Carroll announces in-person learning transition plan | #teacher | #children | #kids


Carroll County Public School Division Superintendent Dr. Mark Burnette released details of the “Return to School Transition Plan” on Tuesday afternoon for A/B hybrid schedule students to return to local classrooms four days weekly.

“This transition plan was developed with input from parents, teachers and administrators through results received from parent/faculty/staff surveys and conversations. Much guidance was provided by the Pandemic Response Teams that were assembled at the beginning of the pandemic and that have assisted in providing direction to our school division throughout this devastating event. Direction in developing this plan was also provided by Dr. Karen Shelton, Director of the Virginia Department of Health, Mt. Rogers Health District,” wrote Burnette in a letter announcing the move. “Much thought and deliberation went into the development of this plan and although it may not meet the individual needs of all our staff, students and stakeholders it serves as a compromise that allows us to provide the best education possible for all our students. All along this journey, we have continued to place the utmost value on feedback. We appreciate hearing and reading the viewpoints of students, families and citizens. We receive positive comments, and we receive pointed comments. We do our best to understand and consider all sides.”

Burnette cautioned that due to the rise of conffirmed COVID-19 cases throughout the region and nationally means the CCPSD must remain diligent in following safety protocols and performing health checks each morning. The plan is subject to change at any point due to COVID-19 safety protocols or Virginia Department of Health requirements.

The week of November 9, A/B Hybrid students in Pre-K, third, fourth and fifth grade students will join the ranks of previously transitioned students in elementary schools. Sixth graders will return at the middle school, and at the high school level eleventh and twelfth grade students will transition back. (The week of October 12, students with disabilities who elected to attend returned to in-person at CCMS and CCHS).For the week of November 23, seventh grade and eighth grade students may join with previously transitioned students at CCMS and ninth and tenth graders can do likewise at CCHS.

In-person instruction will take place Monday, Tuesday, Thursday and Friday with Wednesdays used as a “Distance Learning Day” to give teachers and staff time for activities, including individualized instruction and for mid-week cleaning of buildings.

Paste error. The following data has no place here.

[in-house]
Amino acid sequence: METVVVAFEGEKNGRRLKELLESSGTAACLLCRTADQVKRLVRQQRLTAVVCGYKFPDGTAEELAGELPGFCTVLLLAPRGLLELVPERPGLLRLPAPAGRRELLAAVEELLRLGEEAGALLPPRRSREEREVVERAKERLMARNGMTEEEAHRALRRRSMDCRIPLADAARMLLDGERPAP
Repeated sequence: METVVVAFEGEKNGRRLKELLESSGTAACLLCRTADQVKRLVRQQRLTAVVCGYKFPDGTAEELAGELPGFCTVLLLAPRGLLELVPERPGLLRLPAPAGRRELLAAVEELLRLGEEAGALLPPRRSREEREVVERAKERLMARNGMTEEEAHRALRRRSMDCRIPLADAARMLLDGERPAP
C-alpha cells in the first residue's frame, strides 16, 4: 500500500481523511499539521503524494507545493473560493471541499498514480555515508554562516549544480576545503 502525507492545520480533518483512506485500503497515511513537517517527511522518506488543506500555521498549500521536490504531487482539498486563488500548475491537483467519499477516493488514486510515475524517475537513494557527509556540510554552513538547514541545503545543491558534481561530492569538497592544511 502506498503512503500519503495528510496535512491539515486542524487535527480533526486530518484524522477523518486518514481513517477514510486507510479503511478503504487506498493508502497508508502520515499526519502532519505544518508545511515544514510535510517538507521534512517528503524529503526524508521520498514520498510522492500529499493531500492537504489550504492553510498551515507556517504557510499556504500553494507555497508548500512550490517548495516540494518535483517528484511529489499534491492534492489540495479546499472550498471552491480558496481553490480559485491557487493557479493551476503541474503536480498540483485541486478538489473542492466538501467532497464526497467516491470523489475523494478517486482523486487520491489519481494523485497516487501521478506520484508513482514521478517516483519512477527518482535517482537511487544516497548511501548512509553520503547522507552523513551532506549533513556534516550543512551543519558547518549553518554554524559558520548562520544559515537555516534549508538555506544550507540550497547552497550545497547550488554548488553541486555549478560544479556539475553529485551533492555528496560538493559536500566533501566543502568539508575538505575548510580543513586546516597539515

“Cavaliers Connected,” a program giving students the option of one hundred percent distance learning, will still be available. These students may be permitted to transition back to in-person learning for the second semester before December 14. (Principals can allow transfer back to in-person learning at other times in extenuating circumstances).

Cavaliers Connected students with failing grades may be asked to return to in-person learning during the first mid-term grading period of the second semester.

“If you have any of the symptoms, stay at home. Although we have quarantined several staff and students throughout the year due to both the virus and other illnesses with similar symptoms, to this point we know of no student-to-student, teacher-to-student, or student-to-teacher transmission in any of our classrooms,” Burnette wrote. “This is due to the collaboration and work of parents, teachers, administrators, custodial and nursing staff that work tirelessly to prevent the spread of this virus. We also realize that this transmission will change as we move forward and that classrooms and in some instances even schools will have to be closed for brief periods of time. We are not alone in this process as school divisions across our region and state are having to make these same tough decisions at this time.”

He stressed again that “face-to-face instruction will look drastically different” with large gatherings of students in the hallways or the cafeteria not permitted. Burnette said social distancing and the proper wearing of masks by everyone in the school buildings is non-negotiable.

”We wear our masks to protect others and expect others to wear their masks to protect us. Hand washing and sanitizing will be promoted in our schools. Frequent cleaning and disinfecting of the classrooms, offices, and school buses will be enforced by staff and administration. To make this work, and to stay in school, it will take the collaboration of everyone associated with our school division,” wrote Burnette. “We ask that you continue to support our school system as we move forward and keep us in your prayers.”

Information supplied by Burnette indicates social distancing of 6 feet will be maintained in buildings when possible with masks worn in school buildings or on school buses when social distances are less than six feet. Parents are encouraged to drop off and pick up their children from school if possible to prevent overcrowding on buses.



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